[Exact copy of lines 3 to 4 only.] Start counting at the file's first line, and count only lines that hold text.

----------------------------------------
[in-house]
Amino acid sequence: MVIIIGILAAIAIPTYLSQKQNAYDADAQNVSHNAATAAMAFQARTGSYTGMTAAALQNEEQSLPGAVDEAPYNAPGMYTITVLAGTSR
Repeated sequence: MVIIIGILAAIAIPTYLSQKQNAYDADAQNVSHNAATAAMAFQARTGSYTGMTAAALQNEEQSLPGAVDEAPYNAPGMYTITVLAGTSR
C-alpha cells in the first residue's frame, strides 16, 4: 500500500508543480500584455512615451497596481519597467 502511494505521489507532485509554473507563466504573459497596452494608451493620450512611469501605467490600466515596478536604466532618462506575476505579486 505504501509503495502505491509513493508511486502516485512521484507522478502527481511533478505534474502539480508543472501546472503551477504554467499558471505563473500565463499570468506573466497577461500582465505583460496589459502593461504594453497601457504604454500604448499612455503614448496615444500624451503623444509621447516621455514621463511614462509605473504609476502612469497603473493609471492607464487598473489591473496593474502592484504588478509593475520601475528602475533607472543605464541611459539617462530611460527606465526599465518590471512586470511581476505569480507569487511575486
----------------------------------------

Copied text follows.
Repeated sequence: MVIIIGILAAIAIPTYLSQKQNAYDADAQNVSHNAATAAMAFQARTGSYTGMTAAALQNEEQSLPGAVDEAPYNAPGMYTITVLAGTSR
C-alpha cells in the first residue's frame, strides 16, 4: 500500500508543480500584455512615451497596481519597467 502511494505521489507532485509554473507563466504573459497596452494608451493620450512611469501605467490600466515596478536604466532618462506575476505579486 505504501509503495502505491509513493508511486502516485512521484507522478502527481511533478505534474502539480508543472501546472503551477504554467499558471505563473500565463499570468506573466497577461500582465505583460496589459502593461504594453497601457504604454500604448499612455503614448496615444500624451503623444509621447516621455514621463511614462509605473504609476502612469497603473493609471492607464487598473489591473496593474502592484504588478509593475520601475528602475533607472543605464541611459539617462530611460527606465526599465518590471512586470511581476505569480507569487511575486